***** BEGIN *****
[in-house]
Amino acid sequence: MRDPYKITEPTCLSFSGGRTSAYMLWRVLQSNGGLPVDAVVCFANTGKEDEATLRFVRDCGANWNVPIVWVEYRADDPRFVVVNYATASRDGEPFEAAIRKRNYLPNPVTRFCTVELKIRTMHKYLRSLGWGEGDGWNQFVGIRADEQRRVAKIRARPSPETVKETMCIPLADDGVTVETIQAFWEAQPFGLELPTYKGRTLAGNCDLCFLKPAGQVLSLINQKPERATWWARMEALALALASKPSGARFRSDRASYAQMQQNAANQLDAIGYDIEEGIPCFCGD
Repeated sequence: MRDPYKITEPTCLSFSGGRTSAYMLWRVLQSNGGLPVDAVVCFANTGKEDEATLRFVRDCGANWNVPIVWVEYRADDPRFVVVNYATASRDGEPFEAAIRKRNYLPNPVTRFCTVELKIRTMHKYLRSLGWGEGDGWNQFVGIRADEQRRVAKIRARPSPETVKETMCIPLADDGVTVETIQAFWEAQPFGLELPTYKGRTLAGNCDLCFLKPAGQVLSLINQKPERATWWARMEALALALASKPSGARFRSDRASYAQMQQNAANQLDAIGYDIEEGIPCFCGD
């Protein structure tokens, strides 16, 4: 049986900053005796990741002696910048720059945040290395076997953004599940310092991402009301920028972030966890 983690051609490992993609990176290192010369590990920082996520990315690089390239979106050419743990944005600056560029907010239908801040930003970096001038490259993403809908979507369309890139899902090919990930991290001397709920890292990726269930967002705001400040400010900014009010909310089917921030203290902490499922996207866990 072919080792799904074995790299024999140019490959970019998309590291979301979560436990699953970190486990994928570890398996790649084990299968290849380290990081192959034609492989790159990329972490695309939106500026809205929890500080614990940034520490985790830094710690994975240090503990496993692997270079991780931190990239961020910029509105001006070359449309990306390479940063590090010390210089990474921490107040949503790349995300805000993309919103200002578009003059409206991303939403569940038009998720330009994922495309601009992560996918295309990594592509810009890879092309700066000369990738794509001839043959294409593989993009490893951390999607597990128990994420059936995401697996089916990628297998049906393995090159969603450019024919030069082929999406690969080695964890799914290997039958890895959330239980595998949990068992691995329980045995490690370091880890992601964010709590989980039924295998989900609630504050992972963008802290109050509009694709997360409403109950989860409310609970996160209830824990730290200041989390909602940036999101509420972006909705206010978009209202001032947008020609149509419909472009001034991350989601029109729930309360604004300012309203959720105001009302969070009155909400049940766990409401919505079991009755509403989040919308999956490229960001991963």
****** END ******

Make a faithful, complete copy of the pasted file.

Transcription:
[in-house]
Amino acid sequence: MRDPYKITEPTCLSFSGGRTSAYMLWRVLQSNGGLPVDAVVCFANTGKEDEATLRFVRDCGANWNVPIVWVEYRADDPRFVVVNYATASRDGEPFEAAIRKRNYLPNPVTRFCTVELKIRTMHKYLRSLGWGEGDGWNQFVGIRADEQRRVAKIRARPSPETVKETMCIPLADDGVTVETIQAFWEAQPFGLELPTYKGRTLAGNCDLCFLKPAGQVLSLINQKPERATWWARMEALALALASKPSGARFRSDRASYAQMQQNAANQLDAIGYDIEEGIPCFCGD
Repeated sequence: MRDPYKITEPTCLSFSGGRTSAYMLWRVLQSNGGLPVDAVVCFANTGKEDEATLRFVRDCGANWNVPIVWVEYRADDPRFVVVNYATASRDGEPFEAAIRKRNYLPNPVTRFCTVELKIRTMHKYLRSLGWGEGDGWNQFVGIRADEQRRVAKIRARPSPETVKETMCIPLADDGVTVETIQAFWEAQPFGLELPTYKGRTLAGNCDLCFLKPAGQVLSLINQKPERATWWARMEALALALASKPSGARFRSDRASYAQMQQNAANQLDAIGYDIEEGIPCFCGD
């Protein structure tokens, strides 16, 4: 049986900053005796990741002696910048720059945040290395076997953004599940310092991402009301920028972030966890 983690051609490992993609990176290192010369590990920082996520990315690089390239979106050419743990944005600056560029907010239908801040930003970096001038490259993403809908979507369309890139899902090919990930991290001397709920890292990726269930967002705001400040400010900014009010909310089917921030203290902490499922996207866990 072919080792799904074995790299024999140019490959970019998309590291979301979560436990699953970190486990994928570890398996790649084990299968290849380290990081192959034609492989790159990329972490695309939106500026809205929890500080614990940034520490985790830094710690994975240090503990496993692997270079991780931190990239961020910029509105001006070359449309990306390479940063590090010390210089990474921490107040949503790349995300805000993309919103200002578009003059409206991303939403569940038009998720330009994922495309601009992560996918295309990594592509810009890879092309700066000369990738794509001839043959294409593989993009490893951390999607597990128990994420059936995401697996089916990628297998049906393995090159969603450019024919030069082929999406690969080695964890799914290997039958890895959330239980595998949990068992691995329980045995490690370091880890992601964010709590989980039924295998989900609630504050992972963008802290109050509009694709997360409403109950989860409310609970996160209830824990730290200041989390909602940036999101509420972006909705206010978009209202001032947008020609149509419909472009001034991350989601029109729930309360604004300012309203959720105001009302969070009155909400049940766990409401919505079991009755509403989040919308999956490229960001991963």